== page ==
“The classical amber in perfumery is a sweet, rich accord of labdanum and vanilla. In contrast to the marine and animalic ambergris, it is a pure fantasy accord like fougère or chypre, and despite the fact that its name evokes the fabled material, ambergris, it does not attempt to reproduce this animalic marine scent. Perfumery amber is so called, because the golden color of the blend resembles the semi-precious amber jewel. Sweet and voluptuous, perfumery amber is quite versatile, and whenever one encounters a fragrance named Amber or Ambre, it is likely to be a warm, vanilla and labdanum based blend.
Labdanum, a resinous material obtained from the Mediterranean species of rockrose (Cistus ladanifer or Cistus creticus,) smells rich, leathery, smoky and sweet…”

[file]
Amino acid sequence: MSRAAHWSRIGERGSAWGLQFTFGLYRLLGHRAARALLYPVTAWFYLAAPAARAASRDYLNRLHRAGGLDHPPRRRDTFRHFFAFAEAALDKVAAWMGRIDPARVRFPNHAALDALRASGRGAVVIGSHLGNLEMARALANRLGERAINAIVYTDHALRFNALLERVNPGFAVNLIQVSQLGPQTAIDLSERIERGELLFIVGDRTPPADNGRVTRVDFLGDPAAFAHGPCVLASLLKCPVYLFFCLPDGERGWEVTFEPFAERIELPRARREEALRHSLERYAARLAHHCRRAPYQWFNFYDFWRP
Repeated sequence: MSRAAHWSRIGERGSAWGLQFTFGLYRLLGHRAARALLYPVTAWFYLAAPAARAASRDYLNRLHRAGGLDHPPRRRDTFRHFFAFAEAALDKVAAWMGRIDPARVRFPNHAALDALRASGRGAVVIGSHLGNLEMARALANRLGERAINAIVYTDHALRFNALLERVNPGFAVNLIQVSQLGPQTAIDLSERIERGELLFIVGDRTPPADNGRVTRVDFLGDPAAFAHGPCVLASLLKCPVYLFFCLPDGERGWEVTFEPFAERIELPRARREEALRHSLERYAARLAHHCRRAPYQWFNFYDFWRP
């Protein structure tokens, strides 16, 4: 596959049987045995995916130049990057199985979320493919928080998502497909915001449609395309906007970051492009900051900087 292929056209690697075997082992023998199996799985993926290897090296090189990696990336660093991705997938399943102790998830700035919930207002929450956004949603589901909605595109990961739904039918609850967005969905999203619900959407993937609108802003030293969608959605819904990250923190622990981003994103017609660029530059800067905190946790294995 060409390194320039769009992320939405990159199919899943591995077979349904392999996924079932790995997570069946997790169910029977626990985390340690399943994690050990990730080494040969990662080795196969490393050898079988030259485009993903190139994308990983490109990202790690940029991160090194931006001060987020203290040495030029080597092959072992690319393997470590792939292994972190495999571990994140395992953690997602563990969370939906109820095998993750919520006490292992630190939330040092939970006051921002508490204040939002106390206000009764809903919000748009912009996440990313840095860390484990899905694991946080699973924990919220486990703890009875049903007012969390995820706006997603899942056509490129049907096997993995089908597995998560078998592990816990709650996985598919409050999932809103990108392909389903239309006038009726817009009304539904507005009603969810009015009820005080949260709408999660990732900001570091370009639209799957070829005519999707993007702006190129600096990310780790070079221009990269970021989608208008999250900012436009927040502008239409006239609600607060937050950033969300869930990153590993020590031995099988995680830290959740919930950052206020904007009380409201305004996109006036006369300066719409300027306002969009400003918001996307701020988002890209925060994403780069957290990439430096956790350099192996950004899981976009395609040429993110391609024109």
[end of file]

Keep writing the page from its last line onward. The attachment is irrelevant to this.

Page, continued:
You can find the rest of this post at: http://boisdejasmin.com/2011/09/amber-sweet-labdanum-perfume-notes-and-fragrance-materials.html
ES lists amber but NYG does not. The soft, sort of spongy chypre accord is not present in NYG, and I don’t understand why anyone would call it a chypre. Nor do I detect any calone in NYG, as he claims exists in it. Both ES and NYG may open with strong citrus softened a bit by floral notes, but they then go on paths that aren’t particularly similar. NYG offers me note clarity and an olfactory experience that few fragrances can, in my experience, characterized by uncompromising severity. ES, by contrast, is a hedione-laden muddle that is of no interest, though again, this may be due to reformulations for all I know. And if that’s the case, it’s all the more reason to seek out fragrances like NYG (which feature high quality ingredients) and to avoid “reformulation disasters.”